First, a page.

Science News
from research organizations

Discovery of mechanism by which sex hormone regulates aggressive behavior in male birds

Date:
January 29, 2014
Source:
Waseda University
Summary:
Researchers have discovered a hormonal mechanism for controlling aggressiveness in male birds. The team hope this may lead to a method of reducing aggressive behavior in humans.
Share:
         
Total shares:  
FULL STORY

The current research, in order to understand the mechanism of GnIH inhibiting aggressiveness, involved a series of experiments using quail, an aggressive species of bird, as a model.
Credit: Waseda University

A group led by Professor Kazuyoshi Tsutsui and Research Associate Takayoshi Ubuka, of the Waseda University Center for Advanced Biomedical Sciences, has discovered a hormonal mechanism for controlling aggressiveness in male birds.

Male aggressiveness has long been thought to depend on androgen, a male sex hormone produced in the testes. However, previous research suggested that a synthetic enzyme (aromatase) can convert androgen into female sex hormone (estrogen) in the brain and regulate male aggressiveness.

In 2000, Professor Tsutsui et al. discovered a new hypothalamic hormone (gonadotropin-inhibitory hormone, GnIH; a type of neuropeptide) in the brain which inhibits reproduction. Later, Ubuka et al. demonstrated that GnIH can inhibit aggressive behavior.

The current research, in order to understand the mechanism of GnIH inhibiting aggressiveness, involved a series of experiments using quail, an aggressive species of bird, as a model. When GnIH was injected into a male's brain, activity of aromatase was increased, and the quantity of estrogen in the brain was greatly increased.

Next, when highly concentrated estrogen was injected, aggressiveness of the male quail was greatly decreased. Further, it became clear that neurons which synthesize estrogen have the receptor for GnIH.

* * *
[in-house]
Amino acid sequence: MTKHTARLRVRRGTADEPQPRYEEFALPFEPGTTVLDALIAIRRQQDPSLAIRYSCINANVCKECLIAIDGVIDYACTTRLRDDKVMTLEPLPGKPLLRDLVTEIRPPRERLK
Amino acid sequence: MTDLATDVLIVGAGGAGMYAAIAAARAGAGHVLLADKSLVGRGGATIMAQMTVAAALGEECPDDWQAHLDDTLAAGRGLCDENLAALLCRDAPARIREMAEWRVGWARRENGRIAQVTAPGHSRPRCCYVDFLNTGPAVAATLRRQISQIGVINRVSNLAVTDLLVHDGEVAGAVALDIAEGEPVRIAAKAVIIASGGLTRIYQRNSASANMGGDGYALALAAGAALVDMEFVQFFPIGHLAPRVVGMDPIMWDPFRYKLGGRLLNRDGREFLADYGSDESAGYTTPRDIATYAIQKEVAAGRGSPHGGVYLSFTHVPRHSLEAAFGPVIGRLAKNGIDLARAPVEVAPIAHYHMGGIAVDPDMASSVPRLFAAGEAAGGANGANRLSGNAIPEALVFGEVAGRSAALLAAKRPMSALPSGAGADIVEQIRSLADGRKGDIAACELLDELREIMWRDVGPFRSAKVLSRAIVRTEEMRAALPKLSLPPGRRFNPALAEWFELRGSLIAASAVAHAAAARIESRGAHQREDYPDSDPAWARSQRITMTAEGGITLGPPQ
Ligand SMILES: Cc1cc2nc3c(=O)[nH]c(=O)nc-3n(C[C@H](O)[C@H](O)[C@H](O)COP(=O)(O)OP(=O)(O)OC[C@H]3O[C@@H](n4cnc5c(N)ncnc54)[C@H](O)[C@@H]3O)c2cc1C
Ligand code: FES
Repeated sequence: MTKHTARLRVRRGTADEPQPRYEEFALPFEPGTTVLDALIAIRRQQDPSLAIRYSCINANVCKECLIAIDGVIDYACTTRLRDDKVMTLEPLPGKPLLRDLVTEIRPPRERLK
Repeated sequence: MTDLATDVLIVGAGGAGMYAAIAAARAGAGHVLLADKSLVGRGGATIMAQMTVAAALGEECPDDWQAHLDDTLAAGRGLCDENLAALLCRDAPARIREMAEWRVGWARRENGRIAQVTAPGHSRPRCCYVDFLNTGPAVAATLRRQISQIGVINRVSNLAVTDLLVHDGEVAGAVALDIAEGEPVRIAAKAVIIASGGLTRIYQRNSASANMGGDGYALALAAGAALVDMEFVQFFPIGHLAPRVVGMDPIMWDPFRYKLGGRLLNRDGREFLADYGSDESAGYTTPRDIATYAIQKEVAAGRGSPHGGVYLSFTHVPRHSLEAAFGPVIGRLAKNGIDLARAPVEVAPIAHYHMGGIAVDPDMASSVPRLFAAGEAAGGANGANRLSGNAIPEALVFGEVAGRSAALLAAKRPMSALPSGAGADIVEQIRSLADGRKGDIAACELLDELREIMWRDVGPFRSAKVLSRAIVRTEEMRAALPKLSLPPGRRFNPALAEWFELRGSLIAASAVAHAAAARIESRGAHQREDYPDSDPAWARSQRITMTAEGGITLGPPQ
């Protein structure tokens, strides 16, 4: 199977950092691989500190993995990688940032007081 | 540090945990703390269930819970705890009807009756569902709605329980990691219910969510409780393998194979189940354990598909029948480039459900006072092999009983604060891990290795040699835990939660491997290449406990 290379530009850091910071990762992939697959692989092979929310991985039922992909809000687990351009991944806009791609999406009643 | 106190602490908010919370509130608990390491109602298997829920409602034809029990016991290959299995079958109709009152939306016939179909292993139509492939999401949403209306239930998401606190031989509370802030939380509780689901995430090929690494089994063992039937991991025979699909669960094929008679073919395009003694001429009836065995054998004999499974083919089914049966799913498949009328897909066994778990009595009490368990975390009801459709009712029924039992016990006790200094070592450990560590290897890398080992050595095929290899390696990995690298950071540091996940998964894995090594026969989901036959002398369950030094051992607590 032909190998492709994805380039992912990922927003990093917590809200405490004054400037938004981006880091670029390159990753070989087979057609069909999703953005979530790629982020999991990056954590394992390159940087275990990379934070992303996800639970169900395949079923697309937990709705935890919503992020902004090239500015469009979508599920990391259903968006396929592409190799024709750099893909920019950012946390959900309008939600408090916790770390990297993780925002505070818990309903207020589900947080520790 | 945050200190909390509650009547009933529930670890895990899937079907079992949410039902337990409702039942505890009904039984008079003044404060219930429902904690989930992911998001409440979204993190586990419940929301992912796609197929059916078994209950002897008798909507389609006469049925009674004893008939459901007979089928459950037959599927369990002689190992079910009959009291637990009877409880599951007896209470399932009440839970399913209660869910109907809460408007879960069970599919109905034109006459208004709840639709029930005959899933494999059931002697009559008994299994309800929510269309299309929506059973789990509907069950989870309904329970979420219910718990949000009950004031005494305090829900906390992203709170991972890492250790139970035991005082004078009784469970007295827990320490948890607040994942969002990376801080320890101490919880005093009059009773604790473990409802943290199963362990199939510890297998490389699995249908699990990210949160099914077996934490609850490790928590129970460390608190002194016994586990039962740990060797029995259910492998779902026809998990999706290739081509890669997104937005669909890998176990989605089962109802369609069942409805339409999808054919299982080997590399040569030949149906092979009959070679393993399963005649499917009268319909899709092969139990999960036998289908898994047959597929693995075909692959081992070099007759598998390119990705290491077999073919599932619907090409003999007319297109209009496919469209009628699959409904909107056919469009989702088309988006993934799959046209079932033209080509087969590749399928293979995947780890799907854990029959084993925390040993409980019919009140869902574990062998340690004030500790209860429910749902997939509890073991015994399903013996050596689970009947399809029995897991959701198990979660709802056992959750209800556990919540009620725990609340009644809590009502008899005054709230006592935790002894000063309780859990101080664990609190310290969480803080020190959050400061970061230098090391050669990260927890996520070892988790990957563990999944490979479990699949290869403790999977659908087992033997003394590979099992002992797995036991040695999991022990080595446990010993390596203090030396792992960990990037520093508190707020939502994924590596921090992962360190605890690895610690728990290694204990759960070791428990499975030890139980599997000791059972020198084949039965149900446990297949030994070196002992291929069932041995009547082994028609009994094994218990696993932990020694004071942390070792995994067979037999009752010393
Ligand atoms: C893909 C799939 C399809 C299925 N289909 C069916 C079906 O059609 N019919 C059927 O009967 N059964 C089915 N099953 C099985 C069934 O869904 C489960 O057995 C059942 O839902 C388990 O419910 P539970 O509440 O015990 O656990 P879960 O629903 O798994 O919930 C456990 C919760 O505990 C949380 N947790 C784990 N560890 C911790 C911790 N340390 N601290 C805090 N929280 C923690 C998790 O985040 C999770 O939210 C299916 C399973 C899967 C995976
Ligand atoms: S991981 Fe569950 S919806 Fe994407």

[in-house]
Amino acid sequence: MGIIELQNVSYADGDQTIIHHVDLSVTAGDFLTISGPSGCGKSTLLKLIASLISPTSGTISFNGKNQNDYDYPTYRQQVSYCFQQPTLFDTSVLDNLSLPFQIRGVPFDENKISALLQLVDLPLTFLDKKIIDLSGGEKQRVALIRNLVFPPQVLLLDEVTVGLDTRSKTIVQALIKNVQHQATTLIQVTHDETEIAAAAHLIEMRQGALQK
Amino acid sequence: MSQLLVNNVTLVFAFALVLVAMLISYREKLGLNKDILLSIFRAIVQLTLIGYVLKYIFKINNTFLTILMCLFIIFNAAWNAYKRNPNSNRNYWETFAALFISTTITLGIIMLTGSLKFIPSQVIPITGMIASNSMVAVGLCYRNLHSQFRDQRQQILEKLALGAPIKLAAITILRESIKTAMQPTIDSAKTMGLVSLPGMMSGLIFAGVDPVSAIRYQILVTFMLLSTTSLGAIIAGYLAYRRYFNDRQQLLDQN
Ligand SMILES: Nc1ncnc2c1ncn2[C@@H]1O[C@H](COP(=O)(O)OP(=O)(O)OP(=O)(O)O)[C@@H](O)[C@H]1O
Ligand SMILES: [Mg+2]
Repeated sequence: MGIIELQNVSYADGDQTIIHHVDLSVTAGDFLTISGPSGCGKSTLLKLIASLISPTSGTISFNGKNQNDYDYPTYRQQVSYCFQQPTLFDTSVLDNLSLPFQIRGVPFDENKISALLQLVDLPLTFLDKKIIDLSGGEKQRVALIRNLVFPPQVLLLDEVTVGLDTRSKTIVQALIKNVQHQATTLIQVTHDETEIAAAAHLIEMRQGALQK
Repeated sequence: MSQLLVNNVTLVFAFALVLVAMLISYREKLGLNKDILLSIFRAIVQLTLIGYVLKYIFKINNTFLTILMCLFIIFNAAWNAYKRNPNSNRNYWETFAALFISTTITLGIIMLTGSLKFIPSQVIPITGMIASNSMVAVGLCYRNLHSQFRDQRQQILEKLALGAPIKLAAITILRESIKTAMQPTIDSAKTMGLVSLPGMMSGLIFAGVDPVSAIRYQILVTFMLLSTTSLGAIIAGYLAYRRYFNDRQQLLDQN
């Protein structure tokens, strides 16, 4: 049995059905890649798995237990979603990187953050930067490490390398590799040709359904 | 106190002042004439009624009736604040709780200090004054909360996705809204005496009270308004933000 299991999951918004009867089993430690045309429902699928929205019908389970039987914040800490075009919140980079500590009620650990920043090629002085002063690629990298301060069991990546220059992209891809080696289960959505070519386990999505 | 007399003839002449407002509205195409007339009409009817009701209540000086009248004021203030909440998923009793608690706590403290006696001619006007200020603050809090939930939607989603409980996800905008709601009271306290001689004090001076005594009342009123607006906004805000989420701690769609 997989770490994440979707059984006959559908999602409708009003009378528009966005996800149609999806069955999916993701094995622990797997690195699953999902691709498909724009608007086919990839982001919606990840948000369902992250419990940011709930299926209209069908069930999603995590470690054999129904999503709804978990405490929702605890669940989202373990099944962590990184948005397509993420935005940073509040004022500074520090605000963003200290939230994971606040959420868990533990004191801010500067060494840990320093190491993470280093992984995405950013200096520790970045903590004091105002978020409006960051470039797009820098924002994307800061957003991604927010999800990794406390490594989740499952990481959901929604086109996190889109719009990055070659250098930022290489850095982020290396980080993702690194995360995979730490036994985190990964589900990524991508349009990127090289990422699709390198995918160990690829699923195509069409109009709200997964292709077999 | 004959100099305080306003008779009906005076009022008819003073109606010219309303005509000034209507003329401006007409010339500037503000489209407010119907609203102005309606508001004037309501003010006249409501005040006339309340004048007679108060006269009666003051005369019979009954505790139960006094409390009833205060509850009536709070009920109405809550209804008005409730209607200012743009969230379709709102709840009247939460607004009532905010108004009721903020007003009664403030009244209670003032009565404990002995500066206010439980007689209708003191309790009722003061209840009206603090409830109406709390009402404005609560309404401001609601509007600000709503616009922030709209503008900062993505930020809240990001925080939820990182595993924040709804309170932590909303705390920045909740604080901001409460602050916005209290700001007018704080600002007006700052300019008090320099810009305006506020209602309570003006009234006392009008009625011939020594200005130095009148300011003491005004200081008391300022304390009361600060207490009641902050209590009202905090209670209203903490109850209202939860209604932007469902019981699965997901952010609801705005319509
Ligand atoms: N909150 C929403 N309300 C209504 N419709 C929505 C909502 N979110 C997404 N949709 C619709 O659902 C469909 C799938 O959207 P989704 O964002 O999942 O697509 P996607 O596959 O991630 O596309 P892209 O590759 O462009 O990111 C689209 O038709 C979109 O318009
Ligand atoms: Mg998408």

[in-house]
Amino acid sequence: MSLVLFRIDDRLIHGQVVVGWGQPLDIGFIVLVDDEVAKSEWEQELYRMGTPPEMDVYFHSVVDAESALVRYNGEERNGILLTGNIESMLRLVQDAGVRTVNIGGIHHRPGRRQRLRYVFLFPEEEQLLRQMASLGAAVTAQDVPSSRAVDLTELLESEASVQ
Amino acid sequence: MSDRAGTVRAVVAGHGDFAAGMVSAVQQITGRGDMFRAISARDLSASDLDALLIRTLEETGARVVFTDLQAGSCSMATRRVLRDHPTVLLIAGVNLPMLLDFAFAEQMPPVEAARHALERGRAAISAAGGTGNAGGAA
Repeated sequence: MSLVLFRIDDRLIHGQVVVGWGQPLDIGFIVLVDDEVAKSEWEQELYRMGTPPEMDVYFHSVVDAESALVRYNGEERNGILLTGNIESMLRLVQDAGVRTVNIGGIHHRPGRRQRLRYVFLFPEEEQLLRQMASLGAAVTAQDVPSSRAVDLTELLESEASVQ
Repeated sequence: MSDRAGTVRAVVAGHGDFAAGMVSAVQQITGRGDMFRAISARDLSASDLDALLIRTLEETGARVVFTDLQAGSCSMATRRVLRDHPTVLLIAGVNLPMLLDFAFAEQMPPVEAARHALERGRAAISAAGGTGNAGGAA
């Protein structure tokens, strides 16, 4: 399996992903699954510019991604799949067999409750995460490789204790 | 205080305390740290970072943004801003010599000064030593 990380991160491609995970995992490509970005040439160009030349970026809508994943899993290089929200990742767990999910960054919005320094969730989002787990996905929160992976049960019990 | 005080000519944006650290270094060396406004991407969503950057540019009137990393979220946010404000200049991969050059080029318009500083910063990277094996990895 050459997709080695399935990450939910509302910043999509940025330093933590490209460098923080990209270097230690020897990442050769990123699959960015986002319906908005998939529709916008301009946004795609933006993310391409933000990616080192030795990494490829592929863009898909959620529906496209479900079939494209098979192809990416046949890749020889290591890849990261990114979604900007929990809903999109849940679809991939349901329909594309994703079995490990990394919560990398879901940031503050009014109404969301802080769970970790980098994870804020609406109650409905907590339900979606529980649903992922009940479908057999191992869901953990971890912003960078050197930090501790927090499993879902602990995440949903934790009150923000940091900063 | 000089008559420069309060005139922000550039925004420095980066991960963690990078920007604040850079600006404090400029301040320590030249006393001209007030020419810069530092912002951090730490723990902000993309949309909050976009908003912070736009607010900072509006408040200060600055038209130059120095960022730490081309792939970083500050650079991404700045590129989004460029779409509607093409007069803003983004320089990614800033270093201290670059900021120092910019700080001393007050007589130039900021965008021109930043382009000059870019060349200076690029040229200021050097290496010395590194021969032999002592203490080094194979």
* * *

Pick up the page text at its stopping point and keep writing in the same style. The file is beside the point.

This research shows that GnIH acts on the neurons which synthesize estrogen, to greatly increase production of estrogen and greatly decrease aggressiveness in male quail. Hence it is thought that when GnIH causes an extreme increase in estrogen synthesis, this creates an excess of estrogen in the brain and curbs male aggressiveness.

This research has explained a mechanism of regulating aggressiveness. Abnormally high aggressiveness is a major cause of instability in human society. This research provides a model for explaining behavior of quail, an aggressive bird species, but future work, by looking for a similar mechanism in humans, may lead to a method for regulating spikes in aggressiveness in humans, and thereby contribute to peace and order in society.


Story Source:

The above story is based on materials provided by Waseda University. Note: Materials may be edited for content and length.


Journal Reference:

  1. Takayoshi Ubuka, Shogo Haraguchi, Yasuko Tobari, Misato Narihiro, Kei Ishikawa, Takanori Hayashi, Nobuhiro Harada, Kazuyoshi Tsutsui. Hypothalamic inhibition of socio-sexual behaviour by increasing neuroestrogen synthesis. Nature Communications, 2014; 5 DOI: 10.1038/ncomms4061

Cite This Page:

Waseda University. "Discovery of mechanism by which sex hormone regulates aggressive behavior in male birds." ScienceDaily. ScienceDaily, 29 January 2014. <www.sciencedaily.com/releases/2014/01/140129075417.htm>.
Waseda University. (2014, January 29). Discovery of mechanism by which sex hormone regulates aggressive behavior in male birds. ScienceDaily. Retrieved April 27, 2015 from www.sciencedaily.com/releases/2014/01/140129075417.htm
Waseda University. "Discovery of mechanism by which sex hormone regulates aggressive behavior in male birds." ScienceDaily. www.sciencedaily.com/releases/2014/01/140129075417.htm (accessed April 27, 2015).

Share This Page:


Health & Medicine News
April 27, 2015

Latest Headlines
updated 12:56 pm ET